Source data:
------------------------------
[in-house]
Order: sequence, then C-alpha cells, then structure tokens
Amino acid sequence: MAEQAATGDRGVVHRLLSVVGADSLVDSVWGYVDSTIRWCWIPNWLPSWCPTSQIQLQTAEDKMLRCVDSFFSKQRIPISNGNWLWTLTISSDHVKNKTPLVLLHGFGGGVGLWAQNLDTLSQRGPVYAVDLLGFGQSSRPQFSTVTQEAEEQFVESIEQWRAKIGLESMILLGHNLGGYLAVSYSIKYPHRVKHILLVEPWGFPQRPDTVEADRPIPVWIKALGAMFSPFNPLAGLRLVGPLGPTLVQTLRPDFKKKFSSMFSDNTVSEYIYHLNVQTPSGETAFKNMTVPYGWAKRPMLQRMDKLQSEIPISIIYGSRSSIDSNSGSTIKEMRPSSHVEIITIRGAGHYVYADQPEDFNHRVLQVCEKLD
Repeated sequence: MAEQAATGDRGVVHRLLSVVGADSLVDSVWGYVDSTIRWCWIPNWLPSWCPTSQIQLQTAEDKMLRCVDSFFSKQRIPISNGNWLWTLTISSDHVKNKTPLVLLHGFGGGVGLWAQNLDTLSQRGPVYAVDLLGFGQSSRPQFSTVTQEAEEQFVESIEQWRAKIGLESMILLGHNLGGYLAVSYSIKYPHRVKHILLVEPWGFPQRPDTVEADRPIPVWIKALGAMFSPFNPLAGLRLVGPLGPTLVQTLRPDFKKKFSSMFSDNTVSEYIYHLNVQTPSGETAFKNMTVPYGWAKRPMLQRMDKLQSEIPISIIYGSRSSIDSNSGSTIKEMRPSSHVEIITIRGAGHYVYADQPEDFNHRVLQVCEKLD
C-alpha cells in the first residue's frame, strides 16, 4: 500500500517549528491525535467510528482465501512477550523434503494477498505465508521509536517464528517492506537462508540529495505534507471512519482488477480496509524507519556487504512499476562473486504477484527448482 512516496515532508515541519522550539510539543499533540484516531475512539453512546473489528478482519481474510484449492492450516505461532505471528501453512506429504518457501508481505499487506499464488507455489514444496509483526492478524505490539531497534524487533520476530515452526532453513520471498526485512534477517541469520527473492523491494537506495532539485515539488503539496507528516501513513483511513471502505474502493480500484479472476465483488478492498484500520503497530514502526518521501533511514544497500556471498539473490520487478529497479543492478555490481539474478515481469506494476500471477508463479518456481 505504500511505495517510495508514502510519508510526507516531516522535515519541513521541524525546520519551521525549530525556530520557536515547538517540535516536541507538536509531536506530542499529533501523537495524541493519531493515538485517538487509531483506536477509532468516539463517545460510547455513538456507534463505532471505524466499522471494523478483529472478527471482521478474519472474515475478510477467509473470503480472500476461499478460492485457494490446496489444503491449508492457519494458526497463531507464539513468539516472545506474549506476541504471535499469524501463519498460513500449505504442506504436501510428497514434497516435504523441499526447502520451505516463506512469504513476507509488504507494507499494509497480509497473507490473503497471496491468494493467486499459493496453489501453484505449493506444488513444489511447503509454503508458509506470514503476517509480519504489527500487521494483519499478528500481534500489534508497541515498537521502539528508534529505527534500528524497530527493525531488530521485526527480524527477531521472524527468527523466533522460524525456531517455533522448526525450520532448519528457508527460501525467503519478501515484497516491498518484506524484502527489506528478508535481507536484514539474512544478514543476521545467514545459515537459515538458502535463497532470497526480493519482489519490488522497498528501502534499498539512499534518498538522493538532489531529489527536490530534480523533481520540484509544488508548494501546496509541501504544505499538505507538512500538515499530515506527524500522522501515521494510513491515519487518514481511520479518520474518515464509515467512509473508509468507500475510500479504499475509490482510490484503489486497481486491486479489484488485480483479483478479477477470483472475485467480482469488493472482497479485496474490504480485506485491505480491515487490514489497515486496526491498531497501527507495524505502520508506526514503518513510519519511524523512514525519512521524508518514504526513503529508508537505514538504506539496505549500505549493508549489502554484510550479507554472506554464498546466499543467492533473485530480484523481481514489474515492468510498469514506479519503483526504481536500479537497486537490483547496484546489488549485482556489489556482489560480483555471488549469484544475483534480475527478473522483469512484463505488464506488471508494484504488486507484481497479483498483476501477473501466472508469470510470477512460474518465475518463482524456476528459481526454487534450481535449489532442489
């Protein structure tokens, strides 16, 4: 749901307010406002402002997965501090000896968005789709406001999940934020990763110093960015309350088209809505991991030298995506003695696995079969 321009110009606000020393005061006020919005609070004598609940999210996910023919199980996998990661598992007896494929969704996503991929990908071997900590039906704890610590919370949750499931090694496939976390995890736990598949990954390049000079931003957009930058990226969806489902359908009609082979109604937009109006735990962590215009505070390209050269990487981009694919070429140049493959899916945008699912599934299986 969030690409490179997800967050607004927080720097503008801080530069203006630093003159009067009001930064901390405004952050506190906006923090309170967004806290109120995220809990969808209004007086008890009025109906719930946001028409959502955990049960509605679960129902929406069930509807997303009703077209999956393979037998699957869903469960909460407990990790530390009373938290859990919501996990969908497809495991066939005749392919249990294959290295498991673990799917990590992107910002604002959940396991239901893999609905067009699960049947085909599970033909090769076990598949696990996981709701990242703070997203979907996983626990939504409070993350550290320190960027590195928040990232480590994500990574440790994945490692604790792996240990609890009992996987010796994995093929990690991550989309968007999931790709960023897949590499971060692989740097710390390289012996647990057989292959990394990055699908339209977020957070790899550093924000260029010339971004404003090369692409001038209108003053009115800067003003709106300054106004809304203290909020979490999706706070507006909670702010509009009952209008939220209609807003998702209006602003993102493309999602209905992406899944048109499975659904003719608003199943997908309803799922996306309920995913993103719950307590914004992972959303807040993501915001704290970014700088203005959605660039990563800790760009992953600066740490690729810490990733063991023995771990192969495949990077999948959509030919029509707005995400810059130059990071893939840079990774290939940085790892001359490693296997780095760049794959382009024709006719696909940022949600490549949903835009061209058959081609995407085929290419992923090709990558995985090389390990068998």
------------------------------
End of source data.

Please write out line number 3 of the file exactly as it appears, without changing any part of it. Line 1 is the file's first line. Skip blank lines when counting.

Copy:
Amino acid sequence: MAEQAATGDRGVVHRLLSVVGADSLVDSVWGYVDSTIRWCWIPNWLPSWCPTSQIQLQTAEDKMLRCVDSFFSKQRIPISNGNWLWTLTISSDHVKNKTPLVLLHGFGGGVGLWAQNLDTLSQRGPVYAVDLLGFGQSSRPQFSTVTQEAEEQFVESIEQWRAKIGLESMILLGHNLGGYLAVSYSIKYPHRVKHILLVEPWGFPQRPDTVEADRPIPVWIKALGAMFSPFNPLAGLRLVGPLGPTLVQTLRPDFKKKFSSMFSDNTVSEYIYHLNVQTPSGETAFKNMTVPYGWAKRPMLQRMDKLQSEIPISIIYGSRSSIDSNSGSTIKEMRPSSHVEIITIRGAGHYVYADQPEDFNHRVLQVCEKLD